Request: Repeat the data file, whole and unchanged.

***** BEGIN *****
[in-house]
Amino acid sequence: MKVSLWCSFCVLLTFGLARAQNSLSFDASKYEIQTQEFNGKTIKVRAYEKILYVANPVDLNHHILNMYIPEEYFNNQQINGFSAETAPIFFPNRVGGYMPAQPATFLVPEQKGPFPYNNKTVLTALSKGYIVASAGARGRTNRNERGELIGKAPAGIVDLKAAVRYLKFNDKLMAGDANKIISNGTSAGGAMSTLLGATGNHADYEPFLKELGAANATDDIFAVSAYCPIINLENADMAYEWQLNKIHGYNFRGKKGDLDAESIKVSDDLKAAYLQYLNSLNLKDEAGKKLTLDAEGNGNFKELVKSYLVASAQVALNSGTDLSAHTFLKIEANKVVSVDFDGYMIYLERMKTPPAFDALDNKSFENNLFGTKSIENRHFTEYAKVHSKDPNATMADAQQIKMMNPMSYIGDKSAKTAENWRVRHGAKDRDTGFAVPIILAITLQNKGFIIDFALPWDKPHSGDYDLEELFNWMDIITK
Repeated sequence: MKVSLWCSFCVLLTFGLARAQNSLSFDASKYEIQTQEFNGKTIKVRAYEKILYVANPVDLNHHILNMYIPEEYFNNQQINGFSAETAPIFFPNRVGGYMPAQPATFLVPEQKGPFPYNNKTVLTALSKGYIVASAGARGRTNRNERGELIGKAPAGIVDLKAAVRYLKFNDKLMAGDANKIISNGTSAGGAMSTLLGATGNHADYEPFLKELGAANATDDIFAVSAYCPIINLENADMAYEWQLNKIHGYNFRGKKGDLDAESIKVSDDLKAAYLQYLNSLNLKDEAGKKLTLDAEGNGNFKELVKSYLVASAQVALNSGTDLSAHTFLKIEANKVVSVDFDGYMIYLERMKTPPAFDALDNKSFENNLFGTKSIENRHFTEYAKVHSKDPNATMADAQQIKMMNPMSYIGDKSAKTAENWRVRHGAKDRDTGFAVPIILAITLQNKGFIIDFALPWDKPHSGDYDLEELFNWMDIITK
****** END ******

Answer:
[in-house]
Amino acid sequence: MKVSLWCSFCVLLTFGLARAQNSLSFDASKYEIQTQEFNGKTIKVRAYEKILYVANPVDLNHHILNMYIPEEYFNNQQINGFSAETAPIFFPNRVGGYMPAQPATFLVPEQKGPFPYNNKTVLTALSKGYIVASAGARGRTNRNERGELIGKAPAGIVDLKAAVRYLKFNDKLMAGDANKIISNGTSAGGAMSTLLGATGNHADYEPFLKELGAANATDDIFAVSAYCPIINLENADMAYEWQLNKIHGYNFRGKKGDLDAESIKVSDDLKAAYLQYLNSLNLKDEAGKKLTLDAEGNGNFKELVKSYLVASAQVALNSGTDLSAHTFLKIEANKVVSVDFDGYMIYLERMKTPPAFDALDNKSFENNLFGTKSIENRHFTEYAKVHSKDPNATMADAQQIKMMNPMSYIGDKSAKTAENWRVRHGAKDRDTGFAVPIILAITLQNKGFIIDFALPWDKPHSGDYDLEELFNWMDIITK
Repeated sequence: MKVSLWCSFCVLLTFGLARAQNSLSFDASKYEIQTQEFNGKTIKVRAYEKILYVANPVDLNHHILNMYIPEEYFNNQQINGFSAETAPIFFPNRVGGYMPAQPATFLVPEQKGPFPYNNKTVLTALSKGYIVASAGARGRTNRNERGELIGKAPAGIVDLKAAVRYLKFNDKLMAGDANKIISNGTSAGGAMSTLLGATGNHADYEPFLKELGAANATDDIFAVSAYCPIINLENADMAYEWQLNKIHGYNFRGKKGDLDAESIKVSDDLKAAYLQYLNSLNLKDEAGKKLTLDAEGNGNFKELVKSYLVASAQVALNSGTDLSAHTFLKIEANKVVSVDFDGYMIYLERMKTPPAFDALDNKSFENNLFGTKSIENRHFTEYAKVHSKDPNATMADAQQIKMMNPMSYIGDKSAKTAENWRVRHGAKDRDTGFAVPIILAITLQNKGFIIDFALPWDKPHSGDYDLEELFNWMDIITK